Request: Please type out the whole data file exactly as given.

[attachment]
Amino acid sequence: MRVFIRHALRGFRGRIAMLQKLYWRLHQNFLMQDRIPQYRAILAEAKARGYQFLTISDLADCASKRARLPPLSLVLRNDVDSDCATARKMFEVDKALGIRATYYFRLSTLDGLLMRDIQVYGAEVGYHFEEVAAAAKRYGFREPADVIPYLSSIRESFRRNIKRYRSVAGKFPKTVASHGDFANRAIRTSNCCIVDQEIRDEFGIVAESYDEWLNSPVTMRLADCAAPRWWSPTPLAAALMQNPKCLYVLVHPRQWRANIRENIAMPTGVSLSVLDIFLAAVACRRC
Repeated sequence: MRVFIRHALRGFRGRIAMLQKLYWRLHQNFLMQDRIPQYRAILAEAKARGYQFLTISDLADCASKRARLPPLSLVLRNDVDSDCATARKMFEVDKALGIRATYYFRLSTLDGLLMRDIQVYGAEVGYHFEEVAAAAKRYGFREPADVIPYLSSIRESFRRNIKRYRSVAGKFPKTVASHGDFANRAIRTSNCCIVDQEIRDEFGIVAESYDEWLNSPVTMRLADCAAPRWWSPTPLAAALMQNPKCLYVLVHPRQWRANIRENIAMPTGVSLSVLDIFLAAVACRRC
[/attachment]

Amino acid sequence: MRVFIRHALRGFRGRIAMLQKLYWRLHQNFLMQDRIPQYRAILAEAKARGYQFLTISDLADCASKRARLPPLSLVLRNDVDSDCATARKMFEVDKALGIRATYYFRLSTLDGLLMRDIQVYGAEVGYHFEEVAAAAKRYGFREPADVIPYLSSIRESFRRNIKRYRSVAGKFPKTVASHGDFANRAIRTSNCCIVDQEIRDEFGIVAESYDEWLNSPVTMRLADCAAPRWWSPTPLAAALMQNPKCLYVLVHPRQWRANIRENIAMPTGVSLSVLDIFLAAVACRRC
Repeated sequence: MRVFIRHALRGFRGRIAMLQKLYWRLHQNFLMQDRIPQYRAILAEAKARGYQFLTISDLADCASKRARLPPLSLVLRNDVDSDCATARKMFEVDKALGIRATYYFRLSTLDGLLMRDIQVYGAEVGYHFEEVAAAAKRYGFREPADVIPYLSSIRESFRRNIKRYRSVAGKFPKTVASHGDFANRAIRTSNCCIVDQEIRDEFGIVAESYDEWLNSPVTMRLADCAAPRWWSPTPLAAALMQNPKCLYVLVHPRQWRANIRENIAMPTGVSLSVLDIFLAAVACRRC